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Gonzalez picks up 21st win
Question of the Day
PHILADELPHIA — Yoly Gonzalez arrived to the ballpark early Thursday afternoon. Tonight her son Gio was pitching. Tonight her son would offer his counter-punch to R.A. Dickey’s latest resume line for the Cy Young award, and attempt to bring the Washington Nationals that much closer to a division championship.
She was there early enough to watch batting practice.
So as she stood in the first row of seats at Citizens Bank Park, her son’s teammates milling about the batting cage, Michael Morse approached her to say hello. She reached into the dugout, extending her hand. “Hit a home run tonight, Mike,” she said, a smile on her face.
Gio Gonzalez might not have aided his Cy Young cause significantly Thursday night, a nightmarish three-run first inning before five scoreless muddling his latest pitching line in the Nationals‘ 7-3 win, though he did become the franchise’s first 21-game winner.
But Morse did not disappoint.
He hit not one but two home runs, the second a monstrous shot into the Nationals‘ bullpen that measured 451 feet and might have gone further had lefty Tom Gorzelanny not made an impressive snag with his cap.
And as he hit them, the Nationals‘ magic number to clinch the National League East dropped to three. The lead in the division held firm at four games with the Atlanta Braves winning their fifth straight. The Nationals‘ win total on the season reached 95, the most in franchise history since the 1979 Montreal Expos.
“I know if we win three more, we’re in, we win the pennant,” said Nationals manager Davey Johnson. “That’s all I want everybody in that room to figure on.”
The last six weeks — if not the whole injury-plagued year — have been difficult for the Nationals‘ slugging left fielder. From a right thumb injury to a bone bruise and a torn sheath in his left wrist, sandwiched around getting hit with a pitch on the outside of his right hand, Morse has hardly been himself. Not to mention the torn right lat muscle that cost him the first six weeks of his season.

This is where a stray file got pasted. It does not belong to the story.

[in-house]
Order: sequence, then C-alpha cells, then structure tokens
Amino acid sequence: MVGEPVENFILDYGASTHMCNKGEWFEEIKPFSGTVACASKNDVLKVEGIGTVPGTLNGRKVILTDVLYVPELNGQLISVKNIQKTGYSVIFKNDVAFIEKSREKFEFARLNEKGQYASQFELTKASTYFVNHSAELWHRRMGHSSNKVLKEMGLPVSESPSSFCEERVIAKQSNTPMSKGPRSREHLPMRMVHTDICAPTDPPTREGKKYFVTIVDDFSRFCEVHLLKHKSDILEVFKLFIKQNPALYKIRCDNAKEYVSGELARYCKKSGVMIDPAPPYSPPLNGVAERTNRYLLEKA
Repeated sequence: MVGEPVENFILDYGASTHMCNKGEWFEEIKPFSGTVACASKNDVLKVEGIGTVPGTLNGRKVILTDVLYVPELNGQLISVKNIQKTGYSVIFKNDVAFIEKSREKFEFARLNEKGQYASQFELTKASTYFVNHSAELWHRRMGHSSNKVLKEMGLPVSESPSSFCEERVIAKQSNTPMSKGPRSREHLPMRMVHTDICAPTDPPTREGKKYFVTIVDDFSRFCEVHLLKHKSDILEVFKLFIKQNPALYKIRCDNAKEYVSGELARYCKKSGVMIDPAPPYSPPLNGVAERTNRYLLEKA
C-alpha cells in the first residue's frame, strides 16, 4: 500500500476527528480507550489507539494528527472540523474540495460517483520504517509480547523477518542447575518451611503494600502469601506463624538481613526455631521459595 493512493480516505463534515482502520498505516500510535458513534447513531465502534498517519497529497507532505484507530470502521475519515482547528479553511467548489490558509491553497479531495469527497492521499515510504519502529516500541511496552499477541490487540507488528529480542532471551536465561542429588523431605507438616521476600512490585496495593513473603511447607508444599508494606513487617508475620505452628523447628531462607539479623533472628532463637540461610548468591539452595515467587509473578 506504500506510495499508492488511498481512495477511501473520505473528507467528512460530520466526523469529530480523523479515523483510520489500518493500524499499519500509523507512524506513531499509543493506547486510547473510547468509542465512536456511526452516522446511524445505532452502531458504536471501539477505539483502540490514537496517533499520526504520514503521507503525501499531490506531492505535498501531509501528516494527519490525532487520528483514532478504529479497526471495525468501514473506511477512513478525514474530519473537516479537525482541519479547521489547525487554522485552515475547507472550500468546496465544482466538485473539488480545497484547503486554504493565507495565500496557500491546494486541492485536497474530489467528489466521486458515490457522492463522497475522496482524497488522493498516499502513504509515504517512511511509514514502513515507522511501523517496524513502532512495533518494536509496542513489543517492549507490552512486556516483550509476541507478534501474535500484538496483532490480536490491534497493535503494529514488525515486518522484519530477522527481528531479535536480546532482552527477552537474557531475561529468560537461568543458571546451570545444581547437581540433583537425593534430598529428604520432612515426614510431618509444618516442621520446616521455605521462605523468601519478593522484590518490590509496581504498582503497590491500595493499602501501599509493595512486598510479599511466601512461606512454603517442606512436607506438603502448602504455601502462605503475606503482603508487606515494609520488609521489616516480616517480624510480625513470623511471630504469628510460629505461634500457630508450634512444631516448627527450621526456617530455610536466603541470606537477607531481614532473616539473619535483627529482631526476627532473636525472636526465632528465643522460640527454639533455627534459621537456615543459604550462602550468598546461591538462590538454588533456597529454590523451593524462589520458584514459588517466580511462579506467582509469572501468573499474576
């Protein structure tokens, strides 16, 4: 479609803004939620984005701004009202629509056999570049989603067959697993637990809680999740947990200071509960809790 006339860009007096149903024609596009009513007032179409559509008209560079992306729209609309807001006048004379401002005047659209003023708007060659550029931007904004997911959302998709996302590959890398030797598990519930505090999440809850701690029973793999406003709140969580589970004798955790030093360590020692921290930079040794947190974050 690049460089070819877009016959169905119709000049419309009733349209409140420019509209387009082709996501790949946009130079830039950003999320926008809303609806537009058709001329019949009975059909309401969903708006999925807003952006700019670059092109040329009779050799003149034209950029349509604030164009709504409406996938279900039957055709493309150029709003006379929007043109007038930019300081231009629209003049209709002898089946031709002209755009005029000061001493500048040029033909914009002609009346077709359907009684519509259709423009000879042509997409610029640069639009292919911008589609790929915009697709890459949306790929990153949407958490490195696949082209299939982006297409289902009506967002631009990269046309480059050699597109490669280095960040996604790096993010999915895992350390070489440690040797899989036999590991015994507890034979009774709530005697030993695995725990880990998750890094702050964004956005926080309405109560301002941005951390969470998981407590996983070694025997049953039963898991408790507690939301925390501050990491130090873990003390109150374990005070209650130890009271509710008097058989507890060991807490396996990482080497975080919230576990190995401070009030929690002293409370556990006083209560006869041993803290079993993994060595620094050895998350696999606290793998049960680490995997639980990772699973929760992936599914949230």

A week ago, Johnson listed getting Morse healthy and hitting for power as chief among his requests for the Nationals‘ playoff drive. In batting practice on Tuesday, Johnson noticed Morse getting the head of the bat out more, feeling “frisky,” as Johnson put it, with his wrist more stable now than it has been in weeks.
“I guess it’s never too late to get going,” Morse said Thursday night. “I feel good. It’s been a tough year for me, but this team is doing so great that everybody’s been picking up everybody the whole year. I guess that’s what good teams do.”
“It would be perfect [to get hot now],” Morse said. “This is perfect timing right now.”
What had suffered the most from Morse’s hand issues was his power. The same guy who hit 31 home runs in 2011 was going roughly 29 plate appearances between them this season. Since the first hand issue arose in mid-August, 32 games for Morse before he strode to the plate in the second inning, he’d registered just five extra-base hits. He told Johnson he was going to hit 20 home runs by the end of the year. He was at 16 when Thursday’s game ended.
When Morse came to the plate for the first time Thursday night, Gonzalez was in need of help. Given a 1-0 lead on Bryce Harper’s solo home run — the second straight day the 19-year-old rookie had homered in his first at-bat of the day and his 21st of the season — Gonzalez gave it all back and more in a miserable first.
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About the Author
Amanda Comak covers the Washington Nationals and comes to The Washington Times from the Cape Cod Times and after stints with MLB.com and the Amsterdam (N.Y.) Recorder. A Massachusetts native and 2008 graduate of Boston University, Amanda can be reached at email@example.com and you can follow her on Twitter @acomak.
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